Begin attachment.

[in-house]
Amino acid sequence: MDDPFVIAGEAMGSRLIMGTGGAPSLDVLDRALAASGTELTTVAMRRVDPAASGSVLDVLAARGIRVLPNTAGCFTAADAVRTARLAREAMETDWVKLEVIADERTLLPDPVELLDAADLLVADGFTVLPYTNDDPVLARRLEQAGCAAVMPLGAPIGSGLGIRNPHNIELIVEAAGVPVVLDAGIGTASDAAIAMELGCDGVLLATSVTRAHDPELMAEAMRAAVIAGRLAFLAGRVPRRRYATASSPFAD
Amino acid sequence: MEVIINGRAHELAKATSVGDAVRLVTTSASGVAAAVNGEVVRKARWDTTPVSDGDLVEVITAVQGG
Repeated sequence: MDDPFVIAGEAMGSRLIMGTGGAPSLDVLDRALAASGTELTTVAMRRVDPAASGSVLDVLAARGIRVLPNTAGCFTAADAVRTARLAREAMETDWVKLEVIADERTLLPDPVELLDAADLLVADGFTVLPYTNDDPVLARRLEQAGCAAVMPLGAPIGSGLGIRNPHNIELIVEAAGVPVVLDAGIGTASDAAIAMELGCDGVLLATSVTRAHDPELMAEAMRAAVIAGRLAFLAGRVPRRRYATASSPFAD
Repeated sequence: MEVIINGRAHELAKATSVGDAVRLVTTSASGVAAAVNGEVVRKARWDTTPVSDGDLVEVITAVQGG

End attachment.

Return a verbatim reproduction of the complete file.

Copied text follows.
[in-house]
Amino acid sequence: MDDPFVIAGEAMGSRLIMGTGGAPSLDVLDRALAASGTELTTVAMRRVDPAASGSVLDVLAARGIRVLPNTAGCFTAADAVRTARLAREAMETDWVKLEVIADERTLLPDPVELLDAADLLVADGFTVLPYTNDDPVLARRLEQAGCAAVMPLGAPIGSGLGIRNPHNIELIVEAAGVPVVLDAGIGTASDAAIAMELGCDGVLLATSVTRAHDPELMAEAMRAAVIAGRLAFLAGRVPRRRYATASSPFAD
Amino acid sequence: MEVIINGRAHELAKATSVGDAVRLVTTSASGVAAAVNGEVVRKARWDTTPVSDGDLVEVITAVQGG
Repeated sequence: MDDPFVIAGEAMGSRLIMGTGGAPSLDVLDRALAASGTELTTVAMRRVDPAASGSVLDVLAARGIRVLPNTAGCFTAADAVRTARLAREAMETDWVKLEVIADERTLLPDPVELLDAADLLVADGFTVLPYTNDDPVLARRLEQAGCAAVMPLGAPIGSGLGIRNPHNIELIVEAAGVPVVLDAGIGTASDAAIAMELGCDGVLLATSVTRAHDPELMAEAMRAAVIAGRLAFLAGRVPRRRYATASSPFAD
Repeated sequence: MEVIINGRAHELAKATSVGDAVRLVTTSASGVAAAVNGEVVRKARWDTTPVSDGDLVEVITAVQGG